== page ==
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This article is for investors who would like to improve their understanding of price to earnings ratios (P/E ratios). We'll look at Cancom SE's (ETR:COK) P/E ratio and reflect on what it tells us about the company's share price. Looking at earnings over the last twelve months, Cancom has a P/E ratio of 34.18. In other words, at today's prices, investors are paying €34.18 for every €1 in prior year profit.
How Do You Calculate A P/E Ratio?
The formula for P/E is:
Price to Earnings Ratio = Share Price ÷ Earnings per Share (EPS)
Or for Cancom:
P/E of 34.18 = €52.60 ÷ €1.54 (Based on the year to September 2019.)
Is A High P/E Ratio Good?
A higher P/E ratio means that investors are paying a higher price for each €1 of company earnings. That isn't necessarily good or bad, but a high P/E implies relatively high expectations of what a company can achieve in the future.
Does Cancom Have A Relatively High Or Low P/E For Its Industry?
The P/E ratio essentially measures market expectations of a company. You can see in the image below that the average P/E (27.7) for companies in the it industry is lower than Cancom's P/E.
Cancom's P/E tells us that market participants think the company will perform better than its industry peers, going forward. The market is optimistic about the future, but that doesn't guarantee future growth. So investors should always consider the P/E ratio alongside other factors, such as whether company directors have been buying shares.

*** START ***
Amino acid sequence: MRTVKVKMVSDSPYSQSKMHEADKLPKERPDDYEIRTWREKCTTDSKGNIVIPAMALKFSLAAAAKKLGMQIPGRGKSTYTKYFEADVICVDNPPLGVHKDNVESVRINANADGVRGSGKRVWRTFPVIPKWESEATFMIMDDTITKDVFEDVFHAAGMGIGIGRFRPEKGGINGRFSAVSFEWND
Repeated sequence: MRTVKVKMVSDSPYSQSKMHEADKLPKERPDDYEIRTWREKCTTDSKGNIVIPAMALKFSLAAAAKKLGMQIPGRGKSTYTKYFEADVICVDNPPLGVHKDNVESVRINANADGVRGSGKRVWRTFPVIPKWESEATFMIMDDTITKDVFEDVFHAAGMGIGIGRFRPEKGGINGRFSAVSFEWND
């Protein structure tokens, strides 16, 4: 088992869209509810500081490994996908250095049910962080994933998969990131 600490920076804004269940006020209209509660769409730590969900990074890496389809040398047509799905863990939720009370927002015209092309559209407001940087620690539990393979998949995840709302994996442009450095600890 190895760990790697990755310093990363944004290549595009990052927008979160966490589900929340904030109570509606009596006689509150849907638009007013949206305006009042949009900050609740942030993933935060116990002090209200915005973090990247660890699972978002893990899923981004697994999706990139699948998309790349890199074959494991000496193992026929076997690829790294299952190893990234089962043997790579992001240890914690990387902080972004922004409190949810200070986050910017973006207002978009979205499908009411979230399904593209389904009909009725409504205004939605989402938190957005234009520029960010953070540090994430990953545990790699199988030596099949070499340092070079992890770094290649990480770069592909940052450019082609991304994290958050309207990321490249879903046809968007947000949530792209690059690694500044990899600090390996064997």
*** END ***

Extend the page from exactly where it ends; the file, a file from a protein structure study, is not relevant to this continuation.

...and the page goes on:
How Growth Rates Impact P/E Ratios
Generally speaking the rate of earnings growth has a profound impact on a company's P/E multiple. When earnings grow, the 'E' increases, over time. That means unless the share price increases, the P/E will reduce in a few years. So while a stock may look expensive based on past earnings, it could be cheap based on future earnings.
It's great to see that Cancom grew EPS by 24% in the last year. And earnings per share have improved by 23% annually, over the last five years. So one might expect an above average P/E ratio.
Don't Forget: The P/E Does Not Account For Debt or Bank Deposits
The 'Price' in P/E reflects the market capitalization of the company. So it won't reflect the advantage of cash, or disadvantage of debt. In theory, a company can lower its future P/E ratio by using cash or debt to invest in growth.
Spending on growth might be good or bad a few years later, but the point is that the P/E ratio does not account for the option (or lack thereof).
Is Debt Impacting Cancom's P/E?
Cancom has net cash of €109m. That should lead to a higher P/E than if it did have debt, because its strong balance sheets gives it more options.
The Bottom Line On Cancom's P/E Ratio
Cancom's P/E is 34.2 which is above average (20.8) in its market. Its net cash position supports a higher P/E ratio, as does its solid recent earnings growth. So it is not surprising the market is probably extrapolating recent growth well into the future, reflected in the relatively high P/E ratio.
Investors have an opportunity when market expectations about a stock are wrong. If the reality for a company is better than it expects, you can make money by buying and holding for the long term. So this free visualization of the analyst consensus on future earnings could help you make the right decision about whether to buy, sell, or hold.
Of course, you might find a fantastic investment by looking at a few good candidates. So take a peek at this free list of companies with modest (or no) debt, trading on a P/E below 20.
If you spot an error that warrants correction, please contact the editor at firstname.lastname@example.org. This article by Simply Wall St is general in nature. It does not constitute a recommendation to buy or sell any stock, and does not take account of your objectives, or your financial situation. Simply Wall St has no position in the stocks mentioned.
We aim to bring you long-term focused research analysis driven by fundamental data. Note that our analysis may not factor in the latest price-sensitive company announcements or qualitative material. Thank you for reading.